When the driver gets out of the car and shuts the door, the car shuts off. That’s right, completely off. The reason, says Tomas Greger, a member of the BMW X6 active hybrid team, is safety. People have gotten out of their hybrids without shutting them off. They do this because the hybrid electric motor is so quiet they forget. But when the battery runs down the combustion engine kicks on and your garage could fill up with carbon monoxide and kill you in your sleep.
It doesn't have to be that severe. I got out of an electric car once and, because it was so quiet, forgot to turn it off. I hit the remote key and thought I had locked it. I remember thinking there was no noise or clunk one usually hears when they lock a door remotely, but I kept going. A few minutes later I came out and the car was unlocked and it occured to me that the door hadn't locked because the engine was still on. Not only could someone have stolen everything out of the electric car I was driving, they could have stolen the car!
BMW has combined the 4.4-liter, twin-turbo V-8 engine that produces 400 horsepower with two electric motors and a cobasys nickel metal hydride battery. The result is a high performing 478 horsepower with 575 lb.-ft of torque.
So, you have better performance, but what about the fuel economy? The U.K. has already certified the fuel numbers for the gasoline version and the active hybrid. The U.S. has not, so we'll convert them for you.
The gasoline version of the BMW X6 gets 12.8 liters per 100 kilometers. In Imperial (as in "God save the Queen" U.K.) miles that would work out to 18.4 miles per gallon. In the United States that equals 15.3 miles per gallon.
The 2010 BMW X6 active hybrid gets 9.9 liters per 100 kilometers. In Imperial miles that would work out to 23.75 miles per gallon. In the United States that equals 19.7 miles per gallon, which is what we got driving around the slow-poke streets of Miami up highway to highway to Lighthouse Point, FL.
The fuel mileage is about twenty-two percent better than the gasoline version. The price is about twenty-four percent higher, with the gasoline version starting around $67,125 and the active hybrid starting at $89,725 (including shipping).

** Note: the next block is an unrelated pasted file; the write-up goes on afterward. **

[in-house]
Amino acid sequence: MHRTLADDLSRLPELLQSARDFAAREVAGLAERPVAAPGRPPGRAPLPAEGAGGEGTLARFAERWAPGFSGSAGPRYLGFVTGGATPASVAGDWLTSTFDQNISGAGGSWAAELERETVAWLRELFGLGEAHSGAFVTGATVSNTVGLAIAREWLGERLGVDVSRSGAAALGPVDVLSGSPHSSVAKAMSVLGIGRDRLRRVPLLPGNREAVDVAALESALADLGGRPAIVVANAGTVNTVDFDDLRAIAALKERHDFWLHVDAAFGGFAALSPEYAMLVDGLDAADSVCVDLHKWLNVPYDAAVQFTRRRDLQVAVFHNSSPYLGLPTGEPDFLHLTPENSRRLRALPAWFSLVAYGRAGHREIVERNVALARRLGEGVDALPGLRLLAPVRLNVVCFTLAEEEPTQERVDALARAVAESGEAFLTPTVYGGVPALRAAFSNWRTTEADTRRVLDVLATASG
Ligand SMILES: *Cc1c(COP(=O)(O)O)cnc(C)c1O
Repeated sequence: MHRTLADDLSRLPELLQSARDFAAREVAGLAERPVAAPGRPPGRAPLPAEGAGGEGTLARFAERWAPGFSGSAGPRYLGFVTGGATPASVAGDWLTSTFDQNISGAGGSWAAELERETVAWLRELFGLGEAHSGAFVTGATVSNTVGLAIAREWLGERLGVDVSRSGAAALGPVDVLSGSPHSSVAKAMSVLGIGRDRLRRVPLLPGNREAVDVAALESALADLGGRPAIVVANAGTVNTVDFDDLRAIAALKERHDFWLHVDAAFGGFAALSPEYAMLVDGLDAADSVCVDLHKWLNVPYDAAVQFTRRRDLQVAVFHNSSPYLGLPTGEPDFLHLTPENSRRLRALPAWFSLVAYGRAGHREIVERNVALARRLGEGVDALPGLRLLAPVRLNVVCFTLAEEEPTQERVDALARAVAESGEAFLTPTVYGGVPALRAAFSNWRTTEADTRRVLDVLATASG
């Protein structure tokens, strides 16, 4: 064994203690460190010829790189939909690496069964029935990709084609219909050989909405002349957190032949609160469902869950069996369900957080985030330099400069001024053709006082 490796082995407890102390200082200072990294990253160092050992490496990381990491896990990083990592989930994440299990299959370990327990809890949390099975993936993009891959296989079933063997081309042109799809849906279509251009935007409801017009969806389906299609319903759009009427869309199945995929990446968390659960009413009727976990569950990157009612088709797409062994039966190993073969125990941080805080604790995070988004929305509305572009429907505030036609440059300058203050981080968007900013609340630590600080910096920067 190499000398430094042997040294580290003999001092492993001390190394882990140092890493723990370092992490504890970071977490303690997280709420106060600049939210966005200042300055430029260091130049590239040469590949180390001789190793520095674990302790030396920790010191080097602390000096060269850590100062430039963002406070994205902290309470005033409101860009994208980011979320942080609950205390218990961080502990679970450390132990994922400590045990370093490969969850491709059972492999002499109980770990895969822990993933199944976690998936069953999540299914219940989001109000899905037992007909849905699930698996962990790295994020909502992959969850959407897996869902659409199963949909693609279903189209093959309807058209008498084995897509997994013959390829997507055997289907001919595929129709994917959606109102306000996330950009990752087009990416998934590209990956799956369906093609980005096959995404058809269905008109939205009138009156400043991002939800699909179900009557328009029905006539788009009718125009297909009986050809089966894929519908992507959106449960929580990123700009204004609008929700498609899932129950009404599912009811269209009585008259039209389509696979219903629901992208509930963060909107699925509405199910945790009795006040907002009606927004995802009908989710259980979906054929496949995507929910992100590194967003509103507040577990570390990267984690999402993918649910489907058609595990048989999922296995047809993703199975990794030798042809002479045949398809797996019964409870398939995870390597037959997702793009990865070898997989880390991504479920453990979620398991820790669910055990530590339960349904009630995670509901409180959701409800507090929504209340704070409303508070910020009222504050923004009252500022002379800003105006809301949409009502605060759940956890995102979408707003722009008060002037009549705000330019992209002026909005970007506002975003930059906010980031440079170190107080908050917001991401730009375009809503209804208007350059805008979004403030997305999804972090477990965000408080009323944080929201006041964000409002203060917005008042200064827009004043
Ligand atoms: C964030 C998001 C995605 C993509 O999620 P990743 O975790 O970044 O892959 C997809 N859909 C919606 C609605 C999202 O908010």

The hybrid system is the system that was co-op'd with General Motors, Daimler and BMW back in 2005, before the world fell apart and Chrysler and Mercedes-Benz divorced. The difference in the system is the drivability of the car itself, not the intellectual property.
In this case the drivability of the BMW hybrid is as seamless in enthusiasm and performance as the gasoline version. The steering, air conditioning and the brakes are electric. There are two electric motors. All of the systems that could change the performance of a BMW have not.
BMW's factory in Spartanburg, SC has produced 57,039 units of the X6, yet you rarely see one on the road. Americans have NOT taken to the X6, but they are being sold globally. The BMW X6 exports from the United States has helped BMW become the number one Non-NAFTA auto exporter, according to Thomas Salkowsky from BMW. I wonder if Chrysler is helping the United States trade deficit as much as BMW is?
Having said that, this is a hybrid, and an expensive hybrid. There is nowhere in the world that is selling hybrids, albeit in small numbers, like in the United States. So the question will be: for a country that has purchased less than 9,000 units of the 60,000 produced, will they buy a hybrid version of that car? Or, will other countries that are purchasing that car spend twenty-four percent more to buy a hybrid? BMW wouldn't discuss how many X6 hybrids they are producing, so we will have to wait and see.